Artists’ Books

This week I had a sudden urge to revisit the poetry of T S Eliot, which I first encountered in undergraduate English Literature; I recall feeling baffled by The Wasteland and unable or unwilling to get to grips with its imagery and layered, fragmented meanings. Now, all of a sudden, Eliot’s snapshots of the realities of daily life speak to me; I don’t get the whole picture (am I meant to?), but phrases leap out at me from many of his poems which seem to articulate some of the ideas I’m grappling with and trying to represent in my work – physical presence, process, thinking made visible, fragments, memory. 

I have also been exploring the idea of artists’ books; the versatility of this medium seems to be a fitting way to capture both the fluid nature of what I want to express, and my ongoing obsession with writing by hand. 

I’m still struggling to put into words exactly what is inside my head, and I don’t feel that my writing is doing my ideas much justice at the moment; but I’m hoping you’ll stay with me whilst I try and figure it out.

Footfalls echo in the memory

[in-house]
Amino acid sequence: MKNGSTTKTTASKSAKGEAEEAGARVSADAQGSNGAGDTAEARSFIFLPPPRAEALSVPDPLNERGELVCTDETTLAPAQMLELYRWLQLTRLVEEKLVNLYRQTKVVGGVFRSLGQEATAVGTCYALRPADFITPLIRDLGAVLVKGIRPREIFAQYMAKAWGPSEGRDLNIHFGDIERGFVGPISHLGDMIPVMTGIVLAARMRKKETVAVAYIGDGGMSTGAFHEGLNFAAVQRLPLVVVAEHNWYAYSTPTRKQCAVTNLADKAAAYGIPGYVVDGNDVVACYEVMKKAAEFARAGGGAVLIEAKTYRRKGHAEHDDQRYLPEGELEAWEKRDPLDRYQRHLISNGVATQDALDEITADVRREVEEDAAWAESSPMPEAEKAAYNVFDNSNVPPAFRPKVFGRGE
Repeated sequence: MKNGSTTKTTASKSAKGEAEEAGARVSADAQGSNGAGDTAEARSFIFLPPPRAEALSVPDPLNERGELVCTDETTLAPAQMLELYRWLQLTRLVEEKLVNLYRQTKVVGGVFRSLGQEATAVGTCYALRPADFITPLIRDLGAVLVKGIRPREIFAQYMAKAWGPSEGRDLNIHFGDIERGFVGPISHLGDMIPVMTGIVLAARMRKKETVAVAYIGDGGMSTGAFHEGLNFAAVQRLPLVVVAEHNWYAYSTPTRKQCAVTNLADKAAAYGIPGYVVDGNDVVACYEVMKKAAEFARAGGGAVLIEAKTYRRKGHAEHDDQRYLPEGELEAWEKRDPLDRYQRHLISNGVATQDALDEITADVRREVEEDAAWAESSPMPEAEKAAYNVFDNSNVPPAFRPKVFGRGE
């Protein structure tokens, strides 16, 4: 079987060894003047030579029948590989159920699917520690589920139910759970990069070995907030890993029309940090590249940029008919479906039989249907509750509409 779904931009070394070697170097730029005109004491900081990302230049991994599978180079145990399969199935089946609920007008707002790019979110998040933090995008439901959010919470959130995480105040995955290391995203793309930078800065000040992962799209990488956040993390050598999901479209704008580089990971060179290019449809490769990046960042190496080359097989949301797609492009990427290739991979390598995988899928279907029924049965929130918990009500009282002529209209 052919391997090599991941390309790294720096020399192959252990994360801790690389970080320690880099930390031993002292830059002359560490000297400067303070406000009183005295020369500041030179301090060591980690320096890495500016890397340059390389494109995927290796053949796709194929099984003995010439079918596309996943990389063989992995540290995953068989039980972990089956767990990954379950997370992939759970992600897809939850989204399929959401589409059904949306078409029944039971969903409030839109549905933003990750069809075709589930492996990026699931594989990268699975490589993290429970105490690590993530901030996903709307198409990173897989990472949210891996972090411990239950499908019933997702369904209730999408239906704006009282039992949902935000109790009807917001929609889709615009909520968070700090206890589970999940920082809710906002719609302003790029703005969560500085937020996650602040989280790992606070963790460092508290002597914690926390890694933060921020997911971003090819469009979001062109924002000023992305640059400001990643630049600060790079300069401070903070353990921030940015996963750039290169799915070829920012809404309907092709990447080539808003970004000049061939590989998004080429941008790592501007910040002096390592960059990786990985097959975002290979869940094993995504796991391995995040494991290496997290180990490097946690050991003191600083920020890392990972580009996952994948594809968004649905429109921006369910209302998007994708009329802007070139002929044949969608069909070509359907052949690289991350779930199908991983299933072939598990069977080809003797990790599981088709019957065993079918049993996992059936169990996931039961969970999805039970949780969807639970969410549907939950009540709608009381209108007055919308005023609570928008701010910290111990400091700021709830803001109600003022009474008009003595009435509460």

Down the passage which we did not take

Towards the door we never opened

Into the rose garden. My words echo 

Thus, in your mind.

From Burnt Norton – first of the Four  Quartets by T S Eliot.

Inner Child

Last night I relaxed after a nightmarish day at work by completely unplugging for an hour. I put John Coltrane on the stereo and sat on my living room floor with a sheet of lining paper and some marker pens. It started off as an exercise in intuitive, expressive mark-making; but after a while I became immersed in the sheer child-like joy of scribbling. Literally. Pure process, pure freedom, not caring where the next mark went or fretting over composition. I used both hands, which I am noticing is becoming quite an integral part of my emerging practice… 

Although I cheated a bit afterwards to do some image editing.

Show & Tell

Yesterday was the first session of the second phase of the Artist Teacher Scheme. We met at the School of Art in Margaret Street, and looked at the MA final show before sitting down in the basement to share some of our 100 pieces of work and talk.